Beef goulash is one of the first dishes I learned to cook on my own. The original recipe is from Seventeen magazine – that’s how long I have been making this dish…;-)
Traditional Cuban black bean soup is made with a ham hock, which is simmered along with the beans and removed before serving.
I prefer this vegetarian version, adding smoked paprika to give the soup an element of the ham’s smokiness. Anyway, for me it’s the vinegar that gives Cuban black bean soup its distinctive flavour.
This soup tastes even better the following day, and freezes well too. Continue reading
We usually observe the Italian tradition of eating lentils on New Year’s Day. Because of their resemblance to coins, lentils are thought to symbolise good fortune and prosperity. Worth a shot…;-)
Most often, I make Puy lentils simmered with carrots, onion and celery until soft, which I serve with sausages cooked under the grill. But sometimes I make lentil soup.
This lentil squash soup with turmeric is very different to my usual lemony red lentil soup. The addition of squash both softens and fortifies the slightly grainy texture of the lentils. Continue reading
As a lover of all things kimchi, I can think of nothing finer on a cool autumn night than a steaming bowl of kimchi jjigae. Chilli hot, vinegar sour, and packing a hefty garlicky punch, kimchi jjigae is not for the timid of palate (though the chilli heat can easily be tamed down by using less gochujang, or even omitting the gochugaru).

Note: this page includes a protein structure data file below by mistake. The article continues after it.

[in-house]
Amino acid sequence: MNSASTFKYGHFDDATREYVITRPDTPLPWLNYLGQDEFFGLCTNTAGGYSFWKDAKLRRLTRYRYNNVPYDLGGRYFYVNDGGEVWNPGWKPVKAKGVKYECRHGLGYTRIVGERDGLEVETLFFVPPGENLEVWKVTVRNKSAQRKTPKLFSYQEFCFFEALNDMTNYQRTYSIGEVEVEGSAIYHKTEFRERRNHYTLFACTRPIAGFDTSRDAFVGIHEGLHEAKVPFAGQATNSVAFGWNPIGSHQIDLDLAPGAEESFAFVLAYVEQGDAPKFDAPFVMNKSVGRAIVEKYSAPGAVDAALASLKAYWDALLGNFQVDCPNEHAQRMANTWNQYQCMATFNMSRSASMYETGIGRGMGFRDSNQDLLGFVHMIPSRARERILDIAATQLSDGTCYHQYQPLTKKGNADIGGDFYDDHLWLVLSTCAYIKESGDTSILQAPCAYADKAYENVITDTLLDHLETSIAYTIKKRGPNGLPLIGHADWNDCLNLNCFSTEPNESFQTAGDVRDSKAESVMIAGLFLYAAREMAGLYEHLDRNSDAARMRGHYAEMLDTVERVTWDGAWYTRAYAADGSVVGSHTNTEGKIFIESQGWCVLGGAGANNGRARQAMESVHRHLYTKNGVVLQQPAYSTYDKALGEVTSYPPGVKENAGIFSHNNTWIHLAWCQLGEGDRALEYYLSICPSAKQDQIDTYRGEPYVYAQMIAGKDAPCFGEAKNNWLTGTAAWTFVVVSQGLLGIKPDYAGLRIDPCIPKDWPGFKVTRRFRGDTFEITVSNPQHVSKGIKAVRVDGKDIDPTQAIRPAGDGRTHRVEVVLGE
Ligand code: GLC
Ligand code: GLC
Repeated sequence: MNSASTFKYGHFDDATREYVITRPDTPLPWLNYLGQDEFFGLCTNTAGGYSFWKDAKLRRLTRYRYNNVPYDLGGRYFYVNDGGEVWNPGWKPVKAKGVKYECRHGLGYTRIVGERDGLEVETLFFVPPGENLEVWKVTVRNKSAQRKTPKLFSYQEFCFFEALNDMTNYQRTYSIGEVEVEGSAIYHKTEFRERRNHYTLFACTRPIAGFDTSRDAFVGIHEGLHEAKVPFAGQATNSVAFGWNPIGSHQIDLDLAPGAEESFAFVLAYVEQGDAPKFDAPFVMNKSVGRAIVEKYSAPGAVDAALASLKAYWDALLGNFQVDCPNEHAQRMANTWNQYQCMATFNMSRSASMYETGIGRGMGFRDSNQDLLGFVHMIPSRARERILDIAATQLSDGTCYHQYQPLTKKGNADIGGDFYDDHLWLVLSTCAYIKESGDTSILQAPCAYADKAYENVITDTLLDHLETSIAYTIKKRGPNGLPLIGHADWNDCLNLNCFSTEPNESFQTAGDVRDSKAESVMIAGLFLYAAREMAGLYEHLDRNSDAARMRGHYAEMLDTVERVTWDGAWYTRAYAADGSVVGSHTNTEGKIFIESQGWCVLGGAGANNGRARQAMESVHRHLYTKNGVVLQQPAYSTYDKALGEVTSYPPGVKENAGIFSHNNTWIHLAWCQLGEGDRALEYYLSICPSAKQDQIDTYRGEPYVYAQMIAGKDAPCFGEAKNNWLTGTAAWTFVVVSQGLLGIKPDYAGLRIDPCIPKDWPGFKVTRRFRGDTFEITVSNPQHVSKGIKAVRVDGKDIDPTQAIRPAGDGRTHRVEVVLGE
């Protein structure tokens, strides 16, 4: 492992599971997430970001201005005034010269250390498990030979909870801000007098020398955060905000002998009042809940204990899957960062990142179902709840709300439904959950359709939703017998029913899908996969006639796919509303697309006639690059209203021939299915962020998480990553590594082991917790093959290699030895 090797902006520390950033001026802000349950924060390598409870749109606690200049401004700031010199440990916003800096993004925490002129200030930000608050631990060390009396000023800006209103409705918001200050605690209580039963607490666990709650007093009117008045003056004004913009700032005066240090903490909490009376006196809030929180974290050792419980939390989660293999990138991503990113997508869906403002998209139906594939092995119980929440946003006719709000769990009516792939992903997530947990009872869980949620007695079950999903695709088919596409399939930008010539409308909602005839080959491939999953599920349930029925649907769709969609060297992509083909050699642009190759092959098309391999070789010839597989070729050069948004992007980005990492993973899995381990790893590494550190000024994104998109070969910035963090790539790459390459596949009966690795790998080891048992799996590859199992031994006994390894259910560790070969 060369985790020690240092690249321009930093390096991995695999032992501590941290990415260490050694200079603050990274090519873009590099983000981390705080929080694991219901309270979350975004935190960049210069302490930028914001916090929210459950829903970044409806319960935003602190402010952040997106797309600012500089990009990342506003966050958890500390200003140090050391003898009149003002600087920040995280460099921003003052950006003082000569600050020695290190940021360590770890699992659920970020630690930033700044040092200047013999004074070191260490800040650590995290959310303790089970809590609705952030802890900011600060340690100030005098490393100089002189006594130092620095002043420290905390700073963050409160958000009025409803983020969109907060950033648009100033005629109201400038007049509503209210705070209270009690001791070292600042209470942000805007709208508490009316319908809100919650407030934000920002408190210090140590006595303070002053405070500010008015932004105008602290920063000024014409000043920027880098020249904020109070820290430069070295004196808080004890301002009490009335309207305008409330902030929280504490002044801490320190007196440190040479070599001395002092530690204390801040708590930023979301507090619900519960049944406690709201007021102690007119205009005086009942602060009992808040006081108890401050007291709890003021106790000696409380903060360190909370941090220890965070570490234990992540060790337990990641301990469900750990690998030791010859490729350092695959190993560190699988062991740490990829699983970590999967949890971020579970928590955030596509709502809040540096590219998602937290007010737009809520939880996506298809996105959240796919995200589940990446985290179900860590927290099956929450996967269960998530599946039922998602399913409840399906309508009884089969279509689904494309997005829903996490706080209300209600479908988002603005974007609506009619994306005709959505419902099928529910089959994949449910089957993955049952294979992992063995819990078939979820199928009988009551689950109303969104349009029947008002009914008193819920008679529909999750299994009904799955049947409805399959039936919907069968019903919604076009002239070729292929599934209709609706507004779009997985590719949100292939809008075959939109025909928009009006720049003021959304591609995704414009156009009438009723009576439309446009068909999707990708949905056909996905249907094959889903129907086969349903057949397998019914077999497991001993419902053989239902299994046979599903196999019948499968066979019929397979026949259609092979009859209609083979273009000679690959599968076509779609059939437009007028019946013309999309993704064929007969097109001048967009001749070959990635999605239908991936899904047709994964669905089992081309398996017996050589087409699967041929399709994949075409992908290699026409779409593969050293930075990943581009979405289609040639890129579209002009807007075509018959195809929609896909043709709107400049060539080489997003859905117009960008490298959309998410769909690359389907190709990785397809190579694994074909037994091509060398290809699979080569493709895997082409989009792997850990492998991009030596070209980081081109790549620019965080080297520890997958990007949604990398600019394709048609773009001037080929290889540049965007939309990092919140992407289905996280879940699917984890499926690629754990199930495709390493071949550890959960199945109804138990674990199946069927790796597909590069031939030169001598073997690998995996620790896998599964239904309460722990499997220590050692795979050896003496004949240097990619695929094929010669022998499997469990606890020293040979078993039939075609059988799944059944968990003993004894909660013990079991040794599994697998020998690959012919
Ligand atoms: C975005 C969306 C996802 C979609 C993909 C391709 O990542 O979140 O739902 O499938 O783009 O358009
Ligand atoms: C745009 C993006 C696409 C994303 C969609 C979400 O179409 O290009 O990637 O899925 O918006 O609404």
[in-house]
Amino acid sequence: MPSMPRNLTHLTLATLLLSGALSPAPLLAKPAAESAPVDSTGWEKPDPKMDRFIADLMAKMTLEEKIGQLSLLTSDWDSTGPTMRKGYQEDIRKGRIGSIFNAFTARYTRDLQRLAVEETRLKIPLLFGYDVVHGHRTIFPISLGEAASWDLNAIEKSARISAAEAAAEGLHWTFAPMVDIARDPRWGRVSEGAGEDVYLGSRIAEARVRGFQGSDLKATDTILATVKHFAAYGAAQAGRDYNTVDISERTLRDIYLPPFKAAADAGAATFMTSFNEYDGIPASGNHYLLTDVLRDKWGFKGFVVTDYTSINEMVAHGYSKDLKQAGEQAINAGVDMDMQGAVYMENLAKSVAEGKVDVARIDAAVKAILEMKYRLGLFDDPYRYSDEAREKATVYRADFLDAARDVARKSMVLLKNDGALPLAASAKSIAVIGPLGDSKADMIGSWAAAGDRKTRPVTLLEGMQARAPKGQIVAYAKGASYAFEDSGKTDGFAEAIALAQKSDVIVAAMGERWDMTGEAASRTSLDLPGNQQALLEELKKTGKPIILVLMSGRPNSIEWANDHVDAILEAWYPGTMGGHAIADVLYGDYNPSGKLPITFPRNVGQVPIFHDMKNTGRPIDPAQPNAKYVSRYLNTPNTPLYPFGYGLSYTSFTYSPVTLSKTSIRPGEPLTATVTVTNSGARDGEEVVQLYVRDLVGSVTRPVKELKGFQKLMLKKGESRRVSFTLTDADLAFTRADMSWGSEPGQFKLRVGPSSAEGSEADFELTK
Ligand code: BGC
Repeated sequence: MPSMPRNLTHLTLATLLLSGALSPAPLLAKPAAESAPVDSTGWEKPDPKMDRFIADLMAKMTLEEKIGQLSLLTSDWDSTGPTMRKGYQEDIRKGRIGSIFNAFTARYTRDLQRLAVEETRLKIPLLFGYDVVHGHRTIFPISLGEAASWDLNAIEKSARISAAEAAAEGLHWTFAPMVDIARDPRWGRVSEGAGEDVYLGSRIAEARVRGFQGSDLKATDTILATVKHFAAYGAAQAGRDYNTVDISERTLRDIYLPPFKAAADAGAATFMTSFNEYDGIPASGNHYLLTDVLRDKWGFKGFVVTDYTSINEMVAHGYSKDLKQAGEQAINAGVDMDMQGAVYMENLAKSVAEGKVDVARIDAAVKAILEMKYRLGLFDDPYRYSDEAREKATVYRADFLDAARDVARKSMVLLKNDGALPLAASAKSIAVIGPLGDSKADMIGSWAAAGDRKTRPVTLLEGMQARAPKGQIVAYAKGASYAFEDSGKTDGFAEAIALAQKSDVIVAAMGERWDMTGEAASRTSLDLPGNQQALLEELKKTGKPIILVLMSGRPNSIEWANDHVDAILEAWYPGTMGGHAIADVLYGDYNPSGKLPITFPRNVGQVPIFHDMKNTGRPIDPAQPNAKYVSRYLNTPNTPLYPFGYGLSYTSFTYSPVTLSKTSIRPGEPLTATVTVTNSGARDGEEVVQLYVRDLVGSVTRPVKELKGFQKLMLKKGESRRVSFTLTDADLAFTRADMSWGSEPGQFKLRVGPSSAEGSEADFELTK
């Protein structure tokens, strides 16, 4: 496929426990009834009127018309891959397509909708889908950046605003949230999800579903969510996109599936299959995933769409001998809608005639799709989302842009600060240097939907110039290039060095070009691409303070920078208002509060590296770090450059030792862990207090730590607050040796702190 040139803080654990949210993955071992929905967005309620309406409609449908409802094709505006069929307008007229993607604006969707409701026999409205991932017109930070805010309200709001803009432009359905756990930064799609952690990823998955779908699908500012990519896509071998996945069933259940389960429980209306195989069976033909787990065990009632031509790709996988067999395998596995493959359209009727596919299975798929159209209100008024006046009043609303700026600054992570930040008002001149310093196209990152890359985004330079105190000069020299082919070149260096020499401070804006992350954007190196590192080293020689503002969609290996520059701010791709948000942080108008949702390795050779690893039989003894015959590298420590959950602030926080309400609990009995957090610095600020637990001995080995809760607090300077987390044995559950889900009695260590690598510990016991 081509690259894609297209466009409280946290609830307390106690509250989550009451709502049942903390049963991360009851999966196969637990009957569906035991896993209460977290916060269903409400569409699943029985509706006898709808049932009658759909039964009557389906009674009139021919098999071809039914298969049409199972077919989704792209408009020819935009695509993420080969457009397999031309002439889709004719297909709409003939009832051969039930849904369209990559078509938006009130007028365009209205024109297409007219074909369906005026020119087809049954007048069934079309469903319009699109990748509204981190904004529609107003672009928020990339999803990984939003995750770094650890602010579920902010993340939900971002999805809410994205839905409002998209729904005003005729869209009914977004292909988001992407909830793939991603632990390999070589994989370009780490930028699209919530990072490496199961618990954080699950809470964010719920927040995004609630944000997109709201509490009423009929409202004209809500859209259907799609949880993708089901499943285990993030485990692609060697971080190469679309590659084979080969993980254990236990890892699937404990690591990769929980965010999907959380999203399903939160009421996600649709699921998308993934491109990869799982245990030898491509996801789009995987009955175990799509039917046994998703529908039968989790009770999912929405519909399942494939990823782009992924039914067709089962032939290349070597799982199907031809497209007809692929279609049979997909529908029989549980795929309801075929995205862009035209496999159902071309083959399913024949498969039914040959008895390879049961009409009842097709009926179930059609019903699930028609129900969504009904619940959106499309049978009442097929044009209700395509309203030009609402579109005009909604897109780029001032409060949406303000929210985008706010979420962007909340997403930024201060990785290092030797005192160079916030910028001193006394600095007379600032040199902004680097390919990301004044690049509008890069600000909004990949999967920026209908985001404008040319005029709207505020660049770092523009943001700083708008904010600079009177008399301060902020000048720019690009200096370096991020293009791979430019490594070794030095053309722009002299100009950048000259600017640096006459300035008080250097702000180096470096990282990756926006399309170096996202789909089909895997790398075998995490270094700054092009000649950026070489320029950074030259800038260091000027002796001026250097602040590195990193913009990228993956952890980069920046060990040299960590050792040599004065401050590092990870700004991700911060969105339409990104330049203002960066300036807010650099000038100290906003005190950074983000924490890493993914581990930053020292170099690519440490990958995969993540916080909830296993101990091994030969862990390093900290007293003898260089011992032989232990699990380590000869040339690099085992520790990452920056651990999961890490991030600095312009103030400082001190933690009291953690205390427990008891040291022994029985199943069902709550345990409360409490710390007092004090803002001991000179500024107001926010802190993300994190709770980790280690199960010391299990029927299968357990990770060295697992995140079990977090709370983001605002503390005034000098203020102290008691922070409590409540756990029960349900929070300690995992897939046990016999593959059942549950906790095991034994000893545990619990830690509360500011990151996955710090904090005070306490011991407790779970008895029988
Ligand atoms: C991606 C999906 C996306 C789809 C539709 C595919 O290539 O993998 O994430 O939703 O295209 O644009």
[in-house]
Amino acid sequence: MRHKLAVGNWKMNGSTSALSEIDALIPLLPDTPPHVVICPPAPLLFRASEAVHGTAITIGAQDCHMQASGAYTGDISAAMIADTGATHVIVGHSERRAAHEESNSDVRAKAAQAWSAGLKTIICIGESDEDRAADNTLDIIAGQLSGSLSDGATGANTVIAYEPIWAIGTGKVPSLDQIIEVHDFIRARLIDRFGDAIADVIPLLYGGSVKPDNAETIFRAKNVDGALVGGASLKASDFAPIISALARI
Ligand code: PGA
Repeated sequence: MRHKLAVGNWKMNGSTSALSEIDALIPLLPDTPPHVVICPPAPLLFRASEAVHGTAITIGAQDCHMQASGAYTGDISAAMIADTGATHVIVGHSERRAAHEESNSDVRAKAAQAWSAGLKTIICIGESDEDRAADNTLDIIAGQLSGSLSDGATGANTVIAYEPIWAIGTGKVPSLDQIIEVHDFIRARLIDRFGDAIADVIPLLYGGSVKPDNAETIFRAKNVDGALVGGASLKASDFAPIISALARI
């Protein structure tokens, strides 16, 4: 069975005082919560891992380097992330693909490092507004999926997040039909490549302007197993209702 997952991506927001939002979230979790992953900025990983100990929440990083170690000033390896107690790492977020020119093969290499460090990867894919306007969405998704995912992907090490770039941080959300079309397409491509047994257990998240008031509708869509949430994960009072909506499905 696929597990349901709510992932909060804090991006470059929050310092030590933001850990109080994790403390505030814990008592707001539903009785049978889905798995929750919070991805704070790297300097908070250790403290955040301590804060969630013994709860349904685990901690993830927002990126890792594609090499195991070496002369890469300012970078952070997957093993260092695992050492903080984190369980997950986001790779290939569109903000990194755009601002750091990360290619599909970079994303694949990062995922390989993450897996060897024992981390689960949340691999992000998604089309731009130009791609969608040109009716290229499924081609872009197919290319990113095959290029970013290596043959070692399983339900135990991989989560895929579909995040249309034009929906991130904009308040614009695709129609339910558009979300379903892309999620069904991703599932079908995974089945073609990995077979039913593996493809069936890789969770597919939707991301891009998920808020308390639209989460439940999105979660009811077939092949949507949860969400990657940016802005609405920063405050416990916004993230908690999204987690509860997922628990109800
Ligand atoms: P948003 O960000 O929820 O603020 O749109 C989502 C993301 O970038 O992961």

Kimchi jjigae also has serious sinus-clearing properties, and when a cold threatens, I’d take it over chicken soup any day of the week.
I have yet to convince the girls to join us in a bowl of kimchi jjigae – as we say around here, they are still “learning to like kimchi”…;-) Continue reading
His clam chowder is as good as any I’ve ever had. The much-loved and lamented clam chowder that the BC Ferries used to serve wasn’t a patch on my dad’s version.
Meatballs are always a safe bet with my girls – as are noodles – and we all enjoy Asian flavours, which makes this Thai meatball noodle soup is a no-brainer.
I’ve been making versions of this soup for years, and don’t follow a recipe as such. I just add the elements of a Thai broth – lemon grass, lime leaves, fish sauce and so on – then adjust the balance of flavours until I hit on something that will suit our four palates. Continue reading
This is Mum’s borscht, which I grew up eating – she got the recipe from a Ukrainian neighbour who lived on our street.
I had a strong childhood aversion to beets. I didn’t like the sweetness of them, and remember hating how beet juice would seep into everything else on your plate.
Maybe that’s why I never minded borscht. For one thing, it was sour. Plus the seeping was a done deed, and everything stained a consistent shade of purply red. Continue reading